Alcoholism often is called a family disease because it affects both the person with alcoholism and his or her family. But it's also a workplace disease.
Employees who are dependent on alcohol have higher health care costs than the average worker.
In addition, workers who drink on the job or heavily after work may take chances that may affect the safety, productivity, and morale of coworkers.
Frequent absences, especially on Mondays, is one sign of alcohol problems at work. Recurrent lateness on any day is another. Other signs include poor quality of work, more errors in judgment, poor concentration, and missed deadlines.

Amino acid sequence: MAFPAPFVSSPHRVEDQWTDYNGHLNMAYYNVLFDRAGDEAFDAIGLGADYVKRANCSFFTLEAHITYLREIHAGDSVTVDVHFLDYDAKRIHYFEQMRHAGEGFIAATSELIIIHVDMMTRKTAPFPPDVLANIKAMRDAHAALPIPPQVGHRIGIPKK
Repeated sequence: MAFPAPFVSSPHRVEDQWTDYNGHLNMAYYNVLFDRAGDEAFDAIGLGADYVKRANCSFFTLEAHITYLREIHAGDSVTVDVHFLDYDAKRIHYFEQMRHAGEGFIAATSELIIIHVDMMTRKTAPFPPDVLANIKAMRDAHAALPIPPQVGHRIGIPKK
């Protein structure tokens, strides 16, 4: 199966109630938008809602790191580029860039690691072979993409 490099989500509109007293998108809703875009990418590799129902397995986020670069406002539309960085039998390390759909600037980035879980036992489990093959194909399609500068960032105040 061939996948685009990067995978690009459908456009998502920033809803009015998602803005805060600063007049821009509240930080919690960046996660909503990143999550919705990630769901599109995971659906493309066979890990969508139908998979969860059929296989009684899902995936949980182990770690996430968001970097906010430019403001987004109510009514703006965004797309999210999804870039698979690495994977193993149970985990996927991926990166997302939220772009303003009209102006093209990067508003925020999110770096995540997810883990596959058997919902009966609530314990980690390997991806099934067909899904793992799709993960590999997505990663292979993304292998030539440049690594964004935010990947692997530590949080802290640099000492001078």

When faced with working with someone who drinks too much, many people choose to do nothing.
Ignoring the problem doesn't do the person any good. People who are dependent on alcohol rarely get help on their own. They are more likely to get treatment when pressured by family members, the courts, or their bosses.
With this in mind, consider taking these steps:
Talk with the person at your company assigned to handle problems like this. It might be someone with your employee assistance program or a medical person.
Talk with your coworker when he or she is sober. Express your concern in a caring way. Be sure to use “I” phrases, such as “I think,” “I feel,” and “I’m worried.” Focus on the problematic behavior and it’s effect on the person’s own career.
Remember--the sooner you act, the sooner the person may get help.